Photo Credit:

“How’s married life?”

For the past couple of weeks, I’ve had that question countless times on a daily basis; and I don’t see it stopping anytime soon!


Two weeks ago, I married my best friend and my life immediately took on a whole new meaning.

A wedding day is so surreal. Beforehand, people tell you that you won’t remember anything, or even be able to appreciate what’s happening around you. Until you’re in it, you can’t fully understand how accurate those warnings are.

Being engaged is tough. It’s like being in limbo, waiting for real life to begin so that you can truly be together. Planning a wedding, finding that perfect dress, trying out different makeup and hairstyles – it’s all preparation for one day out of thousands that are yet to be lived.

Some brides find this time the most exciting. Big white gowns, thousands of shoes to choose from, curls, diamonds, pearls… the list goes on. I’m not that bride. I couldn’t care what color flowers were at my table. Color scheme? Please, do me a favor! I chose a dress in 45 minutes, I had simple make-up, my hair was a regular style; and I absolutely loved it all! I felt like it was truly me walking towards my bashert and not some Barbie doll that my future husband couldn’t even recognize.

Some brides see the day, I saw the marriage.

It’s a whole new, fantastic experience. I’m not a delusional; I know it’s going to be hard and difficult at times but that’s what makes it even better. When you work at something with all your will and ability, spend your time defining it, making it greater, you will ultimately reap the benefits of your efforts.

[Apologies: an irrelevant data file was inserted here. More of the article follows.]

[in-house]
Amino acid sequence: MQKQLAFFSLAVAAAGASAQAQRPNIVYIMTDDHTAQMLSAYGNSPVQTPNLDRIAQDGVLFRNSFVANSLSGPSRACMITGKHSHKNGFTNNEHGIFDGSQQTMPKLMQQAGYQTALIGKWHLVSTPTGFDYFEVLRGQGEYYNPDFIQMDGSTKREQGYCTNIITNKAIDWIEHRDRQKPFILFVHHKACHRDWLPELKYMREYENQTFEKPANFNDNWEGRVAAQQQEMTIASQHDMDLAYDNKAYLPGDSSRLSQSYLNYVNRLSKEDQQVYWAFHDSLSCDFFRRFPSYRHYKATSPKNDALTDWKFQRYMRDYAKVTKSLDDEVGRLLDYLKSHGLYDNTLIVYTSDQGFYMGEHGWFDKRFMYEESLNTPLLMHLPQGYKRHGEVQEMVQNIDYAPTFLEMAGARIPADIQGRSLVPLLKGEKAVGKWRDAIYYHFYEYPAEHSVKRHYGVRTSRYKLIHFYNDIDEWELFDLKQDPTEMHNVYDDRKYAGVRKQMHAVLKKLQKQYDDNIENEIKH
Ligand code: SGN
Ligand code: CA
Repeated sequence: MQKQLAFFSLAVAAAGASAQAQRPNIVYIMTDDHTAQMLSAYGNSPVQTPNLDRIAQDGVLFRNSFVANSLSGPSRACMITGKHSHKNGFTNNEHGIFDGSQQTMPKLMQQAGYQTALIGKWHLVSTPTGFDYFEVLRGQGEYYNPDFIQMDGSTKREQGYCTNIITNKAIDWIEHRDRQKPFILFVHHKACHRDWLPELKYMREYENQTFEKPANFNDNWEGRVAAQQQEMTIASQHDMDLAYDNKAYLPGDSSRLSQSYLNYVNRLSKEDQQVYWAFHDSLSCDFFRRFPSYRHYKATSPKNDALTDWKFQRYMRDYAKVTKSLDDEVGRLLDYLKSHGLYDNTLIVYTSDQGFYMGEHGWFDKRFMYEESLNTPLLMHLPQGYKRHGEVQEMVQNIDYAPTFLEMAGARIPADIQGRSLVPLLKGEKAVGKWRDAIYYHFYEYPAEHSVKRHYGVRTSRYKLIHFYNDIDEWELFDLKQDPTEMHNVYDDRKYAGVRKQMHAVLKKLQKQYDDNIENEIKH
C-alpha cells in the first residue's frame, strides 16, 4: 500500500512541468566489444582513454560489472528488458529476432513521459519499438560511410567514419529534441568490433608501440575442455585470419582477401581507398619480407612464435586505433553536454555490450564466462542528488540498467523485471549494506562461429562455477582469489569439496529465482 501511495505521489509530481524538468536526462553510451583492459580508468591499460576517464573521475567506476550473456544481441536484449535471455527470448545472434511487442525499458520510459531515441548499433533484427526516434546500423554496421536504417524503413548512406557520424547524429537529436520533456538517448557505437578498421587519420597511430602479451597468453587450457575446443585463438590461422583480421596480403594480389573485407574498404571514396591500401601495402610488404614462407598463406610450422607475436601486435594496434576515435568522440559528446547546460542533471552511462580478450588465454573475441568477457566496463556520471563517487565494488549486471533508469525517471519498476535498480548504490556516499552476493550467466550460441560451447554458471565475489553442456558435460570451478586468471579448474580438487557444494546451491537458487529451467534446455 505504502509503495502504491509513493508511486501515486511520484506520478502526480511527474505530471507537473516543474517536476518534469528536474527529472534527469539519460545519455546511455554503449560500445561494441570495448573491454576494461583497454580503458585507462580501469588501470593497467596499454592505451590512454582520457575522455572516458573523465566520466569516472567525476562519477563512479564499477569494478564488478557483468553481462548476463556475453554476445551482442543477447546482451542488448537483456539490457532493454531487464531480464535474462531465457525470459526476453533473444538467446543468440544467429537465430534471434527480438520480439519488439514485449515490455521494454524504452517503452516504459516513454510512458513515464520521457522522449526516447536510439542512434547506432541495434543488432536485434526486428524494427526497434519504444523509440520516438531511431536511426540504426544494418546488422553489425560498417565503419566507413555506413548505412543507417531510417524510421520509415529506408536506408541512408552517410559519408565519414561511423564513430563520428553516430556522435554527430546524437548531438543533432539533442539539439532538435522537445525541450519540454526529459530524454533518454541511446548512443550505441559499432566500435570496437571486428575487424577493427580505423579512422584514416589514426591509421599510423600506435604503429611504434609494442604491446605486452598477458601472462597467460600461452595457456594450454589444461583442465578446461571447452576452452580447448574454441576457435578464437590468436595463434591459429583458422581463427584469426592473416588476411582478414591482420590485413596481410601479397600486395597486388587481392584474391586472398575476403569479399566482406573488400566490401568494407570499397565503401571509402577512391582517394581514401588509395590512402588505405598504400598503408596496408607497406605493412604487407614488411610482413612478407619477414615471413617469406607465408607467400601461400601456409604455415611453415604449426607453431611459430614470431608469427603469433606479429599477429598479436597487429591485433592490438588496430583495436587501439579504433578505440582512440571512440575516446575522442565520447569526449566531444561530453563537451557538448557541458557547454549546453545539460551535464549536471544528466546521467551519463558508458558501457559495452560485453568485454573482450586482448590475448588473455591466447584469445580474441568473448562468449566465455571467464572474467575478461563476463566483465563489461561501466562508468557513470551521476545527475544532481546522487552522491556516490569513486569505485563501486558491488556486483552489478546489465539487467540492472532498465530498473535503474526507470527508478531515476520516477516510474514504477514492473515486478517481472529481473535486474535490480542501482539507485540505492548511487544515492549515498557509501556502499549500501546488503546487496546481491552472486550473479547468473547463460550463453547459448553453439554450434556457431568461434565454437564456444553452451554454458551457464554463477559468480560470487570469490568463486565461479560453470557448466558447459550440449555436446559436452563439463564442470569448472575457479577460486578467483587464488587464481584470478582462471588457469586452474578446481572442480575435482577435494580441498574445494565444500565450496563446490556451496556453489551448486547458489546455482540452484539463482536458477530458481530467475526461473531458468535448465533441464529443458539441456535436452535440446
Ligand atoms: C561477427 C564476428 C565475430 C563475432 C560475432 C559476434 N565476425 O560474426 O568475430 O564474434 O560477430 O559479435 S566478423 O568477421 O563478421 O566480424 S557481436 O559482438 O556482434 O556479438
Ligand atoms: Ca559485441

Don’t get me wrong. What I remember of the actual day (which isn’t much) is incredible! The smiles, laughs, dances, speeches; I can only think of snippets of time but what I can recall is joyous to think of again.

But, hello real life.

The whirlwind of the wedding and the following week of Sheva Brachot sucks you in and it becomes a continuous party time. But, honestly, as incredible and fun as that week was, I’m rather glad it’s over. I got married to spend my life with the one person that I know I cannot exist without. Finally, after months of waiting, we can shut the door and build a home ourselves.

This life is certainly different. You get used to the way of living when you’re single and it’s true that we are all creatures of habit. Sharing every single thing with someone is opposite to having lived your own private life before. No more secrets, no more hidden treasures, no more skeletons in the closet. But, it truly pleases me.

The idea that someone is there for you, no matter what, when or why, is extremely comforting. In fact, I enjoy it more knowing that I have a husband to rely on me and not just the other way around. I love being there for someone, to face everything as a combined force.

Life can sometimes be complicated but I know I would never portray that in public. My face is public property, and I refuse to burden others with the troubles destined for me. But, now there is someone to carry them with me. Someone I will never have to pretend to smile for.

What we have both created between us is an impenetrable bond and it was only strengthened when we officially became man and wife.

To quote my husband’s wedding speech:

No one could ever know me
No one could ever see me
Seems you’re the only one who knows what it’s like to be me
Someone to face the day with, make it through all the rest with
Someone I’ll always laugh with
Even at my worst, I’m best with you

Yes, I know it’s from the Friends TV show theme tune; it’s my all time favourite show. But it sums up exactly how I view the change between my previous life and my current one.

So, to answer everyone’s constantly repeated question, married life as the new Mrs. Selena Myers is the greatest thing I have achieved yet.




Previous articleElton John’s Concert in Israel Set for Lag B’Omer
Next articleMore Snow
Selena, a recently married 20-something from Manchester, England blogs for The Jewish Press Online under the title, "My Point of Jew." Selena also works for the Jewish Telegraph - Britain's only regional Jewish newspaper.